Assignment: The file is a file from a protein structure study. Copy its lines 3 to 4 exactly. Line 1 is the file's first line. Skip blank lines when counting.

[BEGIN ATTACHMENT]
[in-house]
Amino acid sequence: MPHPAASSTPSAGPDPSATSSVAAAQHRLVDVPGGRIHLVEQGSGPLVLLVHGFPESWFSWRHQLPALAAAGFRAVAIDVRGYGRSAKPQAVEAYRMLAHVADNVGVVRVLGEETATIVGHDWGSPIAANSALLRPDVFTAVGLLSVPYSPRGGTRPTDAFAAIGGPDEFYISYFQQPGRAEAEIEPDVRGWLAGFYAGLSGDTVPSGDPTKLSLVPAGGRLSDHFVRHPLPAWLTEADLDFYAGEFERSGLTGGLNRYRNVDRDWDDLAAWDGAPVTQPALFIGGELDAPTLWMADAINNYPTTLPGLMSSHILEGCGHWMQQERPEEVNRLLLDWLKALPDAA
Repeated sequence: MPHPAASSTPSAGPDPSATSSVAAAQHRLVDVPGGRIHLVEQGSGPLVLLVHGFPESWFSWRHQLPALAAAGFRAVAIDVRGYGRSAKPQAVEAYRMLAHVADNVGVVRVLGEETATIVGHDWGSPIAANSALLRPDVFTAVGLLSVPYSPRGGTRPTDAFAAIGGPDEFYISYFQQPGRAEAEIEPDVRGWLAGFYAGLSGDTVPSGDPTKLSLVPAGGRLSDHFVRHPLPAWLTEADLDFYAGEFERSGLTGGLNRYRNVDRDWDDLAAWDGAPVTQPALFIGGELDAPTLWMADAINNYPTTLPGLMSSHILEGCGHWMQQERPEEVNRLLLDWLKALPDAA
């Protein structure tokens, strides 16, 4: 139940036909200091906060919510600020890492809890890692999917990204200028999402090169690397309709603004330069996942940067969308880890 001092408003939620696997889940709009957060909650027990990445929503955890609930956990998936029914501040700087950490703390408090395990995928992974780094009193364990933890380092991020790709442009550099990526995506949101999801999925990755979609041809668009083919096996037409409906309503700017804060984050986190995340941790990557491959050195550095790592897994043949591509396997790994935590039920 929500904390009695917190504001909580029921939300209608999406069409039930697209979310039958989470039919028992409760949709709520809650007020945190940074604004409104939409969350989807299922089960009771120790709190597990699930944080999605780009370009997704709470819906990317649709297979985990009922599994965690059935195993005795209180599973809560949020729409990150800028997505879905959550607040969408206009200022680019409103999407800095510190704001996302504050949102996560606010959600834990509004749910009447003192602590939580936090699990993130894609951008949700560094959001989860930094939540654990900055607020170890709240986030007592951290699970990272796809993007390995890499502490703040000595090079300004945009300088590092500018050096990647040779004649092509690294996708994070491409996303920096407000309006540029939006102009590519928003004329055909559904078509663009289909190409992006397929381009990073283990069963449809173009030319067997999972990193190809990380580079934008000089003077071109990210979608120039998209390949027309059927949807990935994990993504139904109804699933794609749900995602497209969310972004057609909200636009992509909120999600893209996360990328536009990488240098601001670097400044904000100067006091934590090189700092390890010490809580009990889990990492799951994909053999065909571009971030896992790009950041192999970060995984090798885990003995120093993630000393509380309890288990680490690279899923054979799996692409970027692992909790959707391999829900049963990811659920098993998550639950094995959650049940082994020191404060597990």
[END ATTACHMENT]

Repeated sequence: MPHPAASSTPSAGPDPSATSSVAAAQHRLVDVPGGRIHLVEQGSGPLVLLVHGFPESWFSWRHQLPALAAAGFRAVAIDVRGYGRSAKPQAVEAYRMLAHVADNVGVVRVLGEETATIVGHDWGSPIAANSALLRPDVFTAVGLLSVPYSPRGGTRPTDAFAAIGGPDEFYISYFQQPGRAEAEIEPDVRGWLAGFYAGLSGDTVPSGDPTKLSLVPAGGRLSDHFVRHPLPAWLTEADLDFYAGEFERSGLTGGLNRYRNVDRDWDDLAAWDGAPVTQPALFIGGELDAPTLWMADAINNYPTTLPGLMSSHILEGCGHWMQQERPEEVNRLLLDWLKALPDAA
């Protein structure tokens, strides 16, 4: 139940036909200091906060919510600020890492809890890692999917990204200028999402090169690397309709603004330069996942940067969308880890 001092408003939620696997889940709009957060909650027990990445929503955890609930956990998936029914501040700087950490703390408090395990995928992974780094009193364990933890380092991020790709442009550099990526995506949101999801999925990755979609041809668009083919096996037409409906309503700017804060984050986190995340941790990557491959050195550095790592897994043949591509396997790994935590039920 929500904390009695917190504001909580029921939300209608999406069409039930697209979310039958989470039919028992409760949709709520809650007020945190940074604004409104939409969350989807299922089960009771120790709190597990699930944080999605780009370009997704709470819906990317649709297979985990009922599994965690059935195993005795209180599973809560949020729409990150800028997505879905959550607040969408206009200022680019409103999407800095510190704001996302504050949102996560606010959600834990509004749910009447003192602590939580936090699990993130894609951008949700560094959001989860930094939540654990900055607020170890709240986030007592951290699970990272796809993007390995890499502490703040000595090079300004945009300088590092500018050096990647040779004649092509690294996708994070491409996303920096407000309006540029939006102009590519928003004329055909559904078509663009289909190409992006397929381009990073283990069963449809173009030319067997999972990193190809990380580079934008000089003077071109990210979608120039998209390949027309059927949807990935994990993504139904109804699933794609749900995602497209969310972004057609909200636009992509909120999600893209996360990328536009990488240098601001670097400044904000100067006091934590090189700092390890010490809580009990889990990492799951994909053999065909571009971030896992790009950041192999970060995984090798885990003995120093993630000393509380309890288990680490690279899923054979799996692409970027692992909790959707391999829900049963990811659920098993998550639950094995959650049940082994020191404060597990």